By Jean Lowerison
It’s a pain, having a famous father who seems never to be home when you need him. In Britta Johnson’s new musical “Life After,” 16-year-old Alice Carter (Sophie Hearn) has a psychically bruising argument with dad Frank (Bradley Dean), accusing him of valuing his job as a motivational speaker over that of being her father. Angry words are exchanged on both sides.
Frank calls her later to make amends, but Alice does not call him back. The next thing Alice gets is a call from mom Beth (Mamie Parris), “You should come home. Something has happened.”
Frank has been in a fatal car crash, and now Alice blames herself. “Life After” is her voyage of discovery to find out what really happened.
Helping (and sometimes confusing) her in the endeavor are elder sister Kate (Charlotte Maltby) and best friend Hannah (Livvy Marcus), along with Alice’s English teacher Ms. Hopkins (Dan’yelle Williamson).
A heavy topic for a musical? You betcha. Johnson, a new face on the theater scene from Stratford, Ontario, has written book, music and lyrics for “Life After,” now in its American premiere at the Old Globe Theatre. The Globe’s artistic chief Barry Edelstein directs.
In this show, Johnson explores topics of grief, loss, guilt and the inevitable messiness of life with a clever, intelligent and moving book and a score that is of the next generation: reminiscent of Sondheim (Johnson reports that she was fascinated as a child by “Into the Woods”) with fast lyrics and a pop undergirding. This show even has a mythological aspect: three shape-shifters called Furies, who serve as a sort of Greek chorus.
The script jumps around between now, then and Alice’s fantasies – the physical changes accomplished visually with movable fabric panels (by Neil Patel) and Japhy Weideman’s lighting. Some of the fabric has also been used in costumes by designer Linda Cho, and by Sven Ortel for projections. It’s all very clever and economical – and best of all, it works.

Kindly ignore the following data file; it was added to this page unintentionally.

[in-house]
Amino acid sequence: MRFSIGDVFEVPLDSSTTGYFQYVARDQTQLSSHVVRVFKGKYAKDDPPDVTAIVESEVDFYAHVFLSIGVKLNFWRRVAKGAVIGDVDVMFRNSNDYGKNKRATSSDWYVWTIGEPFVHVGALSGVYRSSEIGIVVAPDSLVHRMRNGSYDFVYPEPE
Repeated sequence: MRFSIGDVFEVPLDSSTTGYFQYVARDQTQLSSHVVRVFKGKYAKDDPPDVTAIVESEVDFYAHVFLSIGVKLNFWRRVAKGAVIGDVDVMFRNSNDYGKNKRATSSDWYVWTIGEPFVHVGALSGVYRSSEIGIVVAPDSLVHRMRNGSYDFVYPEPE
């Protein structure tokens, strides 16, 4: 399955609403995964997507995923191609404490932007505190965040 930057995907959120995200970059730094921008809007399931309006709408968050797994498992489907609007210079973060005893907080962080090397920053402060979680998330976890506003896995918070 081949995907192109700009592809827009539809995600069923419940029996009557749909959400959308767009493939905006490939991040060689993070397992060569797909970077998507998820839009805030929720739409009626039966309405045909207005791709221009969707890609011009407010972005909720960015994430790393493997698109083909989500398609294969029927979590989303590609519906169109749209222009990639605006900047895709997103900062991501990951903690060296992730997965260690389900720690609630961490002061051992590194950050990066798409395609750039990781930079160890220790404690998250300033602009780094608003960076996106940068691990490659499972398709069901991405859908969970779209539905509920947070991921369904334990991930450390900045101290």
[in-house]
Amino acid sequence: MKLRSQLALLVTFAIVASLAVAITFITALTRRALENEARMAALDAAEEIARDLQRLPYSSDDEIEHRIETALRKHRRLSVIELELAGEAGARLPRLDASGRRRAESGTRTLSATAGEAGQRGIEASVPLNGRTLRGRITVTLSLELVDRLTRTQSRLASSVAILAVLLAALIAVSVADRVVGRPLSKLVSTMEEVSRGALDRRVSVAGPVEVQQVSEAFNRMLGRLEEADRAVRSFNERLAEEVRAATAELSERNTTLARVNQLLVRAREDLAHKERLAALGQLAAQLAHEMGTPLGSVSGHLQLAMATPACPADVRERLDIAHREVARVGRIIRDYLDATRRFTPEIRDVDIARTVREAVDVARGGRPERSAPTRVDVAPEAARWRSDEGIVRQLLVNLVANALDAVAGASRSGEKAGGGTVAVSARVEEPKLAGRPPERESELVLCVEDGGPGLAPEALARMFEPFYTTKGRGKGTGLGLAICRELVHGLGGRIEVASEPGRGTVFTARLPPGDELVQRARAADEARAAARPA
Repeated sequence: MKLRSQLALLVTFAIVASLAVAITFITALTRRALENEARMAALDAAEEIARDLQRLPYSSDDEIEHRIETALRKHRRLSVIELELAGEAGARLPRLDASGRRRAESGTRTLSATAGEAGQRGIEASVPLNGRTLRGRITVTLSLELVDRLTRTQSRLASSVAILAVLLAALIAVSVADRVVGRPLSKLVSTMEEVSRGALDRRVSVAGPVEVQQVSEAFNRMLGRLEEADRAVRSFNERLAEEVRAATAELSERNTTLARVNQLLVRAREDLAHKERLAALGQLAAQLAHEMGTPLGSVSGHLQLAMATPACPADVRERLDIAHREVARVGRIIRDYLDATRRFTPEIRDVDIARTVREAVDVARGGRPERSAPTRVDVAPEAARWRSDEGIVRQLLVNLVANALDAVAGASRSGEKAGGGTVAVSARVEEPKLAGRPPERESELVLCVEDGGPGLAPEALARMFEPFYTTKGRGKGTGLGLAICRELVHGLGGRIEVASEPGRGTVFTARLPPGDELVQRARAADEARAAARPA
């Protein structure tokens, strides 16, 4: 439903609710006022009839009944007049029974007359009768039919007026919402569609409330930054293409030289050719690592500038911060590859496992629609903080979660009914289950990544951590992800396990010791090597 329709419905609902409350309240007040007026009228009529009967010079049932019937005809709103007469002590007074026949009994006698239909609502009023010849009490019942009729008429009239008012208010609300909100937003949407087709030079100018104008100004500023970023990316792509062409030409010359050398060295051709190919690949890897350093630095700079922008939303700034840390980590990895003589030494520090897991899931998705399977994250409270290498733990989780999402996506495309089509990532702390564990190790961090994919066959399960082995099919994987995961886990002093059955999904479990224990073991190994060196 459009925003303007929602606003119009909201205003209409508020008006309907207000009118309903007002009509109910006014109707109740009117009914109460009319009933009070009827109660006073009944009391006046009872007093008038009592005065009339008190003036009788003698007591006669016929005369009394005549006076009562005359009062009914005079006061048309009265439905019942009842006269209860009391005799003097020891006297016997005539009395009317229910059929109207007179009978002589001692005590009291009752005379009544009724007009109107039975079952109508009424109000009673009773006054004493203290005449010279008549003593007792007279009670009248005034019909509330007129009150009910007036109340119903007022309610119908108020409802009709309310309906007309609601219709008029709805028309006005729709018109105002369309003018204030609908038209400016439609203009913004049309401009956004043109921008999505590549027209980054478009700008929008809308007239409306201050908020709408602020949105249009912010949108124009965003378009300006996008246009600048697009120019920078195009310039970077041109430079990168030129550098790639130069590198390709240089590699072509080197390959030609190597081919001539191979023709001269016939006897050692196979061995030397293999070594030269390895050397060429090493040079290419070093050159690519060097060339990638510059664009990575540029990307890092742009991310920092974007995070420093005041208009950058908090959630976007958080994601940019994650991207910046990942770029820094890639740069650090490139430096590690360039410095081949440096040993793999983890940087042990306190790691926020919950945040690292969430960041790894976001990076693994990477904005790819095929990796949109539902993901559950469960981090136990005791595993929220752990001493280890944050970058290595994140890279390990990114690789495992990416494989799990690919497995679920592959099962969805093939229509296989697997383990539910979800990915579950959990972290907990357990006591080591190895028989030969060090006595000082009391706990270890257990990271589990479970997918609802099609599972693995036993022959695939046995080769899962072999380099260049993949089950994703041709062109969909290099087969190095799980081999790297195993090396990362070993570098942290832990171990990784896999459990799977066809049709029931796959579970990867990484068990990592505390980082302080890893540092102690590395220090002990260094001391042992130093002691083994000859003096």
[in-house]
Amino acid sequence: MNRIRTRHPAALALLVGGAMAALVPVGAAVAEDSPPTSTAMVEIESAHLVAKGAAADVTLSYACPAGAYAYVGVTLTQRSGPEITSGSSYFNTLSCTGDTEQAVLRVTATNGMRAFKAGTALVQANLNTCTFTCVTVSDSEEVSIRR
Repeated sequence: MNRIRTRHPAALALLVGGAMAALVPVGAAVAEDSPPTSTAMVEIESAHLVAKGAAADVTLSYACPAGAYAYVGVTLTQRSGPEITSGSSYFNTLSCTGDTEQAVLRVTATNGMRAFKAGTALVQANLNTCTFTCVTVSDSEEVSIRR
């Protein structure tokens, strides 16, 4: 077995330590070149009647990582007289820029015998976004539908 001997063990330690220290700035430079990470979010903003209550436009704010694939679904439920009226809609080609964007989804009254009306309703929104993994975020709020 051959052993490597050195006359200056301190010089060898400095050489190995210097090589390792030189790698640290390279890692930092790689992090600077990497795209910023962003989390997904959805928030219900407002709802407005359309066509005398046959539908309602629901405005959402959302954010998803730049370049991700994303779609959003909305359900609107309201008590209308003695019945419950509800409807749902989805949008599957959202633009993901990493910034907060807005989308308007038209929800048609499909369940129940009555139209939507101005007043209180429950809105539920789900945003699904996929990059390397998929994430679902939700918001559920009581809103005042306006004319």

Japhy Weideman’s lighting maintains the almost other-worldly aspects of the plot, as does Ken Travis’ sound design.
And with a terrific cast of engaging characters, the intriguing music and human problems we can all identify with, “Life After” is a winning show.
Hearn nails Alice’s roller-coaster emotional ride from hurt to guilt to confusion and final acceptance (when she learns to do what Frank suggests in the song “Control What You Can”) in a terrifically nuanced performance. She’ll break your heart with her final song, “Poetry.”
Parris’ Beth wants to help the suffering Alice, but she has her own problems to deal with – including her new identity as the “wife of a famous dead man.” She takes out her frustration in the song “Wallpaper,” in which she paints over the wallpaper she’s always hated in Frank’s office.
Maltby’s Kate tries to convince her sister that she’s not responsible for Frank’s death, but it’s a hard sell, and the best she can do is be there.
Marcus is excellent as Alice’s only friend Hannah. These two girls are not members of the school “in group,” shown amusingly in a scene in which Hannah goes to a reportedly “open” party of the popular kids.
Dean’s Frank is excellent as Alice’s dad, and especially amusing in a scene where he does his thing as a motivational speaker, advising followers to “Forgive Yourself.”
Kudos also to music director Chris Kong and his fine five-member band, who do justice to Johnson’s fine score.
Playwright Britta Johnson is a bright new Canadian face (she’s from Stratford, Ontario) on the theater scene. She began writing “Life After” at the age of 18. I look forward to many more fine plays from her.
“Poetry” Video available here: www.youtube.com/watch?v=GWHB3aZGQcg
— Jean Lowerison is a long-standing member of the San Diego Theatre Critics Circle and can be reached at email@example.com.